Ralph Waldo Emerson said "there is properly no history, only biography." You'll get some argument about that statement these days. On the other hand, in the last century and a half there is the person of Sir Winston Leonard Spencer-Churchill. I think we would be hard-pressed to find a better illustration of history as biography in that time frame.
|Churchill with his son and grandson in 1953|
From his Wikipedia entry:
Sir Winston Leonard Spencer-Churchill KG OM CH TD DL FRS RA (30 November 1874 – 24 January 1965) was a British statesman who was the Prime Minister of the United Kingdom from 1940 to 1945 and again from 1951 to 1955. Churchill was also an officer in the British Army, a historian, a writer (as Winston S. Churchill), and an artist. He won the Nobel Prize in Literature, and was the first person to be made an honorary citizen of the United States.
|The Lion at 10 Downing Street, London, in 1940|
|Churchill in 1895|
For more information on Winston Churchill go here. And here - thanks to Steven Hayward writing at Powerline Blog - is a teachable moment from the great political philosopher, Leo Strauss, on hearing of Churchill's death in 1965. Finally, we cannot forget Churchill as a historian. He was both an extraordinary observer and compelling writer. New readers should start their journey with My Early Life: A Roving Commission, first published in 1930. I have a feeling it will not be their last volume by Churchill.
Members of the Senate and of the House of Representatives of the United States, I feel greatly honored that you should have thus invited me to enter the United States Senate Chamber and address the representatives of both branches of Congress. The fact that my American forebears have for so many generations played their part in the life of the United States, and that here I am, an Englishman, welcomed in your midst, makes this experience one of the most moving and thrilling in my life, which is already long and has not been entirely uneventful. I wish indeed that my mother, whose memory I cherish, across the vale of years, could have been here to see. By the way, I cannot help reflecting that if my father had been American and my mother British instead of the other way around, I might have got here on my own. In that case this would not have been the first time you would have heard my voice. In that case I should not have needed any invitation. But if I had it is hardly likely that it would have been unanimous. So perhaps things are better as they are.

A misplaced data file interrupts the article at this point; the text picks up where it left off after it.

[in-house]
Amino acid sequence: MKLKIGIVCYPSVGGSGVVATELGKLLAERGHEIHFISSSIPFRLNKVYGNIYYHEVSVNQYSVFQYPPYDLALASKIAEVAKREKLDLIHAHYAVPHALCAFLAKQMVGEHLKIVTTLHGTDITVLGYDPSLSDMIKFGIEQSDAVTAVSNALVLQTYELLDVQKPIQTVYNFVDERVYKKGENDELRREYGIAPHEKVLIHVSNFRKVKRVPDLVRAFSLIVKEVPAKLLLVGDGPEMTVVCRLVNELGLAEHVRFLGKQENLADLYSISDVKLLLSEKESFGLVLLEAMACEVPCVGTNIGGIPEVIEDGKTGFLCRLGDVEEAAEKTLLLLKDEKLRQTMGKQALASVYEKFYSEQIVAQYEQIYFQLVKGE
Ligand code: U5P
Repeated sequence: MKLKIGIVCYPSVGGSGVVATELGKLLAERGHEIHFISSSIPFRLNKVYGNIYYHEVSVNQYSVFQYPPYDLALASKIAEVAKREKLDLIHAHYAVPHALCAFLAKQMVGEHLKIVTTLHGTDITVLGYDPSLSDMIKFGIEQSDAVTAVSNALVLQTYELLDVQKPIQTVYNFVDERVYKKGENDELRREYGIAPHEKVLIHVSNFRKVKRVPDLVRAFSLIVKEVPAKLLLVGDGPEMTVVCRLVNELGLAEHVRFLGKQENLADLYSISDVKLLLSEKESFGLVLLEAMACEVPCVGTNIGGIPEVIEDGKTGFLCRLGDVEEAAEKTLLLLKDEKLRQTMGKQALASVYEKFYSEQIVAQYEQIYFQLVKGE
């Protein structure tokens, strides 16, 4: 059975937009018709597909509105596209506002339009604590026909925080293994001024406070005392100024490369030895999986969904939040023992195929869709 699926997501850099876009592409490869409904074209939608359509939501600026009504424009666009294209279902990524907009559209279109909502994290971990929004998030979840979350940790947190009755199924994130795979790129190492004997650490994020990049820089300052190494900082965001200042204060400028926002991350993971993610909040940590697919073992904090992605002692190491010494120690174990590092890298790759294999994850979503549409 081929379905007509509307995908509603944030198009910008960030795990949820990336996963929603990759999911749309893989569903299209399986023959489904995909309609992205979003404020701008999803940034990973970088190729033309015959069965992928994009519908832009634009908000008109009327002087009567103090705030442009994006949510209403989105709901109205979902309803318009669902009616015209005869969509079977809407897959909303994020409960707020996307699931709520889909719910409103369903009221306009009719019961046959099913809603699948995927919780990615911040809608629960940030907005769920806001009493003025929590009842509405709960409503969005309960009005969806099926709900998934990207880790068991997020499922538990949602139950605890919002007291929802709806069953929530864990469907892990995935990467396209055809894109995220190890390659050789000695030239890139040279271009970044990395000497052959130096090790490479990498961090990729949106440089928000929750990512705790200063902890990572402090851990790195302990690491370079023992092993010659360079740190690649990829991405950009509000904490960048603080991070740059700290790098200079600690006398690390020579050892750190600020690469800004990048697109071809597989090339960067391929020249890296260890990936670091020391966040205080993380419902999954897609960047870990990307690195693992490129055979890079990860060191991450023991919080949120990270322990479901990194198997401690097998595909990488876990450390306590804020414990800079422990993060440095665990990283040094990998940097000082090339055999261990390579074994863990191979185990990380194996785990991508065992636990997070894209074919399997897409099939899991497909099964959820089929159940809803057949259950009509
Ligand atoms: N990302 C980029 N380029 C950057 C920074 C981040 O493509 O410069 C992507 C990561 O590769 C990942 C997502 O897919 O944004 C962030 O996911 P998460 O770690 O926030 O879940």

Opening paragraph of Churchill's Address to Congress, December 26, 1941